Today for many of our sisters and brothers from the eastern hemisphere is the Lunar New Year celebration. I was blessed to be invited to a celebration yesterday by one of our students, Loann Nguyen, to her church, Faith Vietnamese Baptist Church, and was struck by the intergenerational activities that were a part of their celebration of this holiday.
After the service ended steamed buns and bottles of water were passed out to members and visitors alike for all ages. Many were in traditional Vietnamese attire, old and young alike. A group of young men and women took the stage to sing in the celebration. Their song ended with fire crackers lit outside the side door of the sanctuary. Two young adults stood in the chancel area to introduce the contributions of songs, dances, and dramatic skits that would be presented on the various themes connected with the start of another year. Many of these connected the coming of spring with relationship to God.
Early in the program the children from toddlers through 5th grade were called to the front and the elders of the church gave them “lucky money” from the church for their schooling and other needs.
The various artistic contributions were also intergenerational. Sometimes age cohort groups would sing or dance, but in between these the congregation would play together something like “Name that Hymn.” An elder of the church would be called up to sing the first few phrases of a familiar hymn and then the congregation was asked the name in multiple choice format. Those who answered correctly regardless of age or membership status were given an envelope of “lucky money.”
The dramatic skit also had an intergenerational focus as a mother dealt with two sons–one who was happy playing with simple things and one who wanted many material things like computers, new name brand shoes… The latter leaves home on Lunar New Year to seek his fortune. The mother bemoans his loss each subsequent Lunar New Year and he finally returns having found out that the seeking of things was not what really mattered, but family was. The skit ends with the reunited family headed to church for the Lunar New Year’s celebration–a Prodigal Son story in a new context.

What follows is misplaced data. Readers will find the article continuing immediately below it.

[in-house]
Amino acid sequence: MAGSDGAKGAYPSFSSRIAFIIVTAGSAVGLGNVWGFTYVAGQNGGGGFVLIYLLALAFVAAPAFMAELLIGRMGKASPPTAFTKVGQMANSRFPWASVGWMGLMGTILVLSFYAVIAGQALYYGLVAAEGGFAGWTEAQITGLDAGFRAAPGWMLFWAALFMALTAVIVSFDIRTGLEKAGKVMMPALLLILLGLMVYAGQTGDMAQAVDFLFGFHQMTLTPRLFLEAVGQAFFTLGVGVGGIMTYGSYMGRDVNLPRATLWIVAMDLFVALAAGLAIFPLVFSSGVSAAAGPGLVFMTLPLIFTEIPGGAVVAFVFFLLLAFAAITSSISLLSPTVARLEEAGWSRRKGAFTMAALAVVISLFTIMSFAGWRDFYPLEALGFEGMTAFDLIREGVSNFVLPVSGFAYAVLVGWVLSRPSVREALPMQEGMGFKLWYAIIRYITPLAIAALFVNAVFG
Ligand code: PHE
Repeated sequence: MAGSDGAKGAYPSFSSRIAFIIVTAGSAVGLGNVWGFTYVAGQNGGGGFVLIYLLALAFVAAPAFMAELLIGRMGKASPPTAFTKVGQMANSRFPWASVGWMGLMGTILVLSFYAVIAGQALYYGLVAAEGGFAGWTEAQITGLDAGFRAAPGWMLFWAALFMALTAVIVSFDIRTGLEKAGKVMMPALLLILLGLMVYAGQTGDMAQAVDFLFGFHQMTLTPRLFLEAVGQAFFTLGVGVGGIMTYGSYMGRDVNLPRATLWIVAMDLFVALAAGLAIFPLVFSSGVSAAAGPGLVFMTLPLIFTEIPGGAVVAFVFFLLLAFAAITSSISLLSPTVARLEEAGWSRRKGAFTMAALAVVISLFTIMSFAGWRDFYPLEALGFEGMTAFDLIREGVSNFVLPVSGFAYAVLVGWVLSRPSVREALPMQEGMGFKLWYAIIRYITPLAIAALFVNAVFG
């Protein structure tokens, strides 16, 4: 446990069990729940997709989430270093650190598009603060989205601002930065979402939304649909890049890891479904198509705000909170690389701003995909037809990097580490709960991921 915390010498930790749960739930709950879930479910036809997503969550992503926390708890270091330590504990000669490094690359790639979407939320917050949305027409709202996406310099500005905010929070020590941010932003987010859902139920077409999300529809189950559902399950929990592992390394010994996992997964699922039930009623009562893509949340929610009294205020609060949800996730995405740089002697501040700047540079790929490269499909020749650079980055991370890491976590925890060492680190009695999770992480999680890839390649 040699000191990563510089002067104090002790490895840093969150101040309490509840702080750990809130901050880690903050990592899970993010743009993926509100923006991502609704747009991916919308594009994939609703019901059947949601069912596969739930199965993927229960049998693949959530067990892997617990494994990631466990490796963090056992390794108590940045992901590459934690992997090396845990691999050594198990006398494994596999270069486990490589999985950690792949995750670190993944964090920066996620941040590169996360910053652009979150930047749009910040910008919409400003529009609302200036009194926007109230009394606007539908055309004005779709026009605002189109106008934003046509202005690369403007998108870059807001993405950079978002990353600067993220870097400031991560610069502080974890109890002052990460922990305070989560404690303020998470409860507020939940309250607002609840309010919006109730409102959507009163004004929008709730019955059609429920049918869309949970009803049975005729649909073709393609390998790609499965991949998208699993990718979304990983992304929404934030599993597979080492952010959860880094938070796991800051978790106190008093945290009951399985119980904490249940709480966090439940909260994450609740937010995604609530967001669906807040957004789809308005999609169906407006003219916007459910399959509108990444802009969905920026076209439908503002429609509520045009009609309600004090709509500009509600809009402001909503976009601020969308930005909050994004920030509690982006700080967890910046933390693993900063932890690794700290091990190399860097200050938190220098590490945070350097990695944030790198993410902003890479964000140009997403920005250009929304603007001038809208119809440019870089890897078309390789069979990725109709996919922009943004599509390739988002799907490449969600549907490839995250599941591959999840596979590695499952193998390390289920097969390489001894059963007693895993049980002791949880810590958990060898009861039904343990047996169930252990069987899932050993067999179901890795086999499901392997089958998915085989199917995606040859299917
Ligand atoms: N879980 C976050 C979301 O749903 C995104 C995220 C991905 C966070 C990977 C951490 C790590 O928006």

The last intergenerational celebration I viewed was a fashion show for all dressed in traditional Vietnamese dress. Old and young paraded to the chancel area and out on the short runway to show their beautiful clothes. Some came in family groups, others in friendship groups. This time was closed in prayer by an elder of the church.
What struck me was how effortless all of this was to find ways to bring together the generations in faith and fun. Happy Lunar New Year and God’s blessings for the future!
Kathy Dawson, Associate Professor of Christian Education, Columbia Theological Seminary, Decatur, GA